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Nats Take A Flier On Gorzelanny

If you haven't been paying attention, the Washington Nationals have spent most of the offseason trying to find ways to upgrade their rotation going into next season. They whiffed on free agents like Cliff Lee and Jorge De La Rosa, and couldn't manage to find a deal for Zack Greinke or Matt Garza.

But in failing to land Garza, they saw an entirely new option come to the surface in the newly acquired Tom Gorzelanny. Adding Garza gave the Cubs an abundance of rotation options going into next season, although nobody assumed that they would look to move some of that excess because of how rarely teams can last an entire season on five, or even six, starting pitchers. But Chicago's front office is apparently confident that the club can find solid No. 5 starter performance from the likes of Carlos Silva, Thomas Diamond, Casey Coleman, and possibly Andrew Cashner and Jeff Samardzija.

Now, let's be honest here: this deal isn't likely to drastically change either team's future. Gorzelanny's a 28-year-old enigmatic left-hander that's been remarkably inconsistent over the years, and while he turned in a solid season in 2010 he's just as likely to regress as he is to sustain performance. Yet, on the other hand, Washington didn't exactly give up much in terms of talent; none of the prospects acquired by Chicago ranked among the team's top ten prospects according to Baseball America.


With that said, I think this is a reasonable deal for both clubs. The Cubs didn't land any of Washington's very best prospects for the former Pirate, but they did find some value and did so at a time when Gorzelanny's value hasn't really been much higher. When the Cubs acquired Gorzelanny in 2009, he was one of the secondary pieces in a trade headlined by John Grabow and Kevin Hart. But after a year-and-a-half of solid, cheap performance, the Cubs cashed in Gorzelanny's ticket for a couple of intriguing prospects that could actually make an impact in Chicago one day.

For Washington, the motivation appears to be based more in 2012 and 2013 than 2011. Gorzelanny is under control through 2013 after qualifying for Super Two status. As Eno Sarris noted over at FanGraphs, the Nationals presumably are targeting contention in 2012, when, "the team gets back [Stephen Strasburg] to join a more seasoned and healthy Jordan Zimmermann at the front of the rotation."

Gorzelanny's unlikely to put up an ERA near the 3.92 FIP mark he posted in 2010, but if he can eat innings with a mid-4's ERA he should provide a solid upgrade over what the team would've tossed out in the No. 5 spot in the rotation. The club's shown a willingness to spend money on upgrades, too, so don't be surprised if the Nationals add another guy to their rotation before 2012 actually comes around. With a base of Strasburg, Zimmermann and Gorzelanny for the 2012 rotation, the club shouldn't have as much difficulty finding quality options to fill out the rotation.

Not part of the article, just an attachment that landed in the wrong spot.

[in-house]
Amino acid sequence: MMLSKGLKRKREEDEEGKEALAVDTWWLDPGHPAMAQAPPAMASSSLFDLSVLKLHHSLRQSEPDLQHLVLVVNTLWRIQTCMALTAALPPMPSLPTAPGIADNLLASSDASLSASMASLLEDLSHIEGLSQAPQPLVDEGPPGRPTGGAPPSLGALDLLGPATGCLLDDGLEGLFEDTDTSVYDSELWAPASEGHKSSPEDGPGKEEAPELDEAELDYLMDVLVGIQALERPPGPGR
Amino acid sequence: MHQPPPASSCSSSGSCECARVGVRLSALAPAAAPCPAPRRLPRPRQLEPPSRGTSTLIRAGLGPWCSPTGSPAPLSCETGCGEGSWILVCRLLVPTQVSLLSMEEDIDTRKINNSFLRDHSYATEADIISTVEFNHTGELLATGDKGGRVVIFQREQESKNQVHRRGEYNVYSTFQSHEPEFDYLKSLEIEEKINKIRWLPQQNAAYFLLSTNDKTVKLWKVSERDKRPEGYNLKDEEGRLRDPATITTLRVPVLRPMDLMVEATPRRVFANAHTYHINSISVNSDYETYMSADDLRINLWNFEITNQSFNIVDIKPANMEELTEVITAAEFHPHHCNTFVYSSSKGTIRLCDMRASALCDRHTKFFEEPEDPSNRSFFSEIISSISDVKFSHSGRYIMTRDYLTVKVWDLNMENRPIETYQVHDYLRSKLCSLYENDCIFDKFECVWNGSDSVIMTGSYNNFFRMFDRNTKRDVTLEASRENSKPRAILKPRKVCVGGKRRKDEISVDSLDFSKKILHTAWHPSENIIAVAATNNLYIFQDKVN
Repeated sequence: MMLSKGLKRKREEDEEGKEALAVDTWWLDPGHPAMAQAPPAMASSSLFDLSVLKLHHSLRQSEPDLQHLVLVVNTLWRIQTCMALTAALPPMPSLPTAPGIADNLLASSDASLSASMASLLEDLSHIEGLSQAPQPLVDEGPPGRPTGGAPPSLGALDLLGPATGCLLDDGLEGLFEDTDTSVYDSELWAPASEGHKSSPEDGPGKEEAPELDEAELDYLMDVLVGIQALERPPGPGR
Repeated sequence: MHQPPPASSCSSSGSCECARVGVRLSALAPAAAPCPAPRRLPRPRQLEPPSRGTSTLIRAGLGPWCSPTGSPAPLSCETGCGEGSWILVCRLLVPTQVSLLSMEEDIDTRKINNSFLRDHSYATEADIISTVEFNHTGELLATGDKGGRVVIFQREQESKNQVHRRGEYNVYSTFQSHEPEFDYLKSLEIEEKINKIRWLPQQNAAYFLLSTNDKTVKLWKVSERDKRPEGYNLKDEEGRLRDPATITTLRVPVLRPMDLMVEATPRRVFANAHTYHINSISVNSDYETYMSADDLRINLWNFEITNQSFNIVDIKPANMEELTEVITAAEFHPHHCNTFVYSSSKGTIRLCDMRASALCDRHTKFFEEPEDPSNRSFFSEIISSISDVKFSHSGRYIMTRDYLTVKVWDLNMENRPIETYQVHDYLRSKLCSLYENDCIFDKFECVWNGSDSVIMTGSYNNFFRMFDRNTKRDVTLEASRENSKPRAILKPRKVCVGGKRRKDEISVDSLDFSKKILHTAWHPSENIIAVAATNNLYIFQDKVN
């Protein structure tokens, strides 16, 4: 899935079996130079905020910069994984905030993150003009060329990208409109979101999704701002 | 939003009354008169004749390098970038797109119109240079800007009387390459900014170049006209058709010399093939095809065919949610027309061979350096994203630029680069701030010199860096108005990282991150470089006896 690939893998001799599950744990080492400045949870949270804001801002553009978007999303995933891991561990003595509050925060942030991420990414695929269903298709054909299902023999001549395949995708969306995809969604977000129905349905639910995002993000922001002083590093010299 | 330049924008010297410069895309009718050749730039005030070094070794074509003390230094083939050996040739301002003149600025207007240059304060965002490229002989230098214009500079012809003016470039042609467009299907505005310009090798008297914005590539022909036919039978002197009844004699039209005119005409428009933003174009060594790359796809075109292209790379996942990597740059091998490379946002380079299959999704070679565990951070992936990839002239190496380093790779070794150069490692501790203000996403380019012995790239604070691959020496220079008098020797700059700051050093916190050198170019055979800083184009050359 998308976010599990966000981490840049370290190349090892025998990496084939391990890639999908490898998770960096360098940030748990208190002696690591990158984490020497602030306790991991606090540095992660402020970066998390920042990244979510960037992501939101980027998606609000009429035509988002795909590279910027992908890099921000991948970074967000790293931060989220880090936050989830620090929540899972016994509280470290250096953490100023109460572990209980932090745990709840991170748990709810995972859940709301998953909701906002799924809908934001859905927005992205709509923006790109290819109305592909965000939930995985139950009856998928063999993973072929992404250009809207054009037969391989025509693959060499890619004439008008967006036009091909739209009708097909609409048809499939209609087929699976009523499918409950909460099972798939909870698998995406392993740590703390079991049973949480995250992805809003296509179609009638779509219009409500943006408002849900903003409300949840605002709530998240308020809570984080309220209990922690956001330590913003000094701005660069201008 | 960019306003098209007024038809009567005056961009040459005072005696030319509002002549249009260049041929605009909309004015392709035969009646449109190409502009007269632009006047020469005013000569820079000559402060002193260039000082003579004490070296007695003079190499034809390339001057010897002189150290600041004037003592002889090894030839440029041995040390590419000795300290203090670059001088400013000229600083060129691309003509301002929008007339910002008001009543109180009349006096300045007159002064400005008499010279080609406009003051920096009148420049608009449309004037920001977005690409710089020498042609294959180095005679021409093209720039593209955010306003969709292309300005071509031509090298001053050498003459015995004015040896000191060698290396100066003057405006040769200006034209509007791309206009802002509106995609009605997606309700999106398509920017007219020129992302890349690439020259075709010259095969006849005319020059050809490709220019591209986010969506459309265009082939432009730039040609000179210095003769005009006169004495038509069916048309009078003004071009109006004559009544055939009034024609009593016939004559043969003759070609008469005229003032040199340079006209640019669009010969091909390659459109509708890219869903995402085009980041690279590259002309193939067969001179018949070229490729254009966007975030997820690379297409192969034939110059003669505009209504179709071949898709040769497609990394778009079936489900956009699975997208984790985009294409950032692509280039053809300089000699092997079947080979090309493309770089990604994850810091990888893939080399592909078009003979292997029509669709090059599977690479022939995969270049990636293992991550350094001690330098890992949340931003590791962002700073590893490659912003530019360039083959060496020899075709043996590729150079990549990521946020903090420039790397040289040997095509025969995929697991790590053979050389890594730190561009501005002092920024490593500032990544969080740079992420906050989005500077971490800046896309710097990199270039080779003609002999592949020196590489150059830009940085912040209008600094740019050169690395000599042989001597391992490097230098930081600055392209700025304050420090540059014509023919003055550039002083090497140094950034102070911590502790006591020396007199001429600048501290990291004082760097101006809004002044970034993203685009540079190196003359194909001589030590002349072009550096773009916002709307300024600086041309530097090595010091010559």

Like I said before, this deal isn't likely to be a franchise-changer. Gorzelanny might be able to give the Nationals a relatively cheap mid-rotation starter for the next three seasons, but we've seen the lefty completely fall apart before so we can't write off the possibility that it happens again. The Cubs didn't land any impact prospects, but they did acquire outfielder Michael Burgess. Both Kevin Goldstein and John Sickels ranked the 22-year-old outfielder as Washington's seventh-best prospect, noting his impressive tools and improving skills. His tendency to strikeout frequently likely limits his long-term potential, but it's entirely reasonable to wonder if he's the second-best outfield prospect in that system now after Brett Jackson. A.J. Morris and Graham Hicks aren't likely to be more than minor league fodder, but Morris still ranked among the Nationals' top-20 prospects and pitched decently in the Carolina League in 2010.

In the end, this just seems like a deal that can't really be judged immediately. Most people either liked or disliked the Garza trade from Chicago's perspective, with it all really coming down to what one thought of the former Ray. But I don't think that things are so clear-cut here. There are people out there that like Gorzelanny a lot, but he doesn't really have a strong track record to fall on like Garza. And if you can't get over how difficult it is to project Gorzelanny going forward, then you're probably wondering why the Nationals gave up two top-20 prospects for the guy. In the end, Burgess might come back to bite Mike Rizzo in the butt if he can improve his contact skills, but you have to be intrigued by how this deal could improve the Nats come 2012.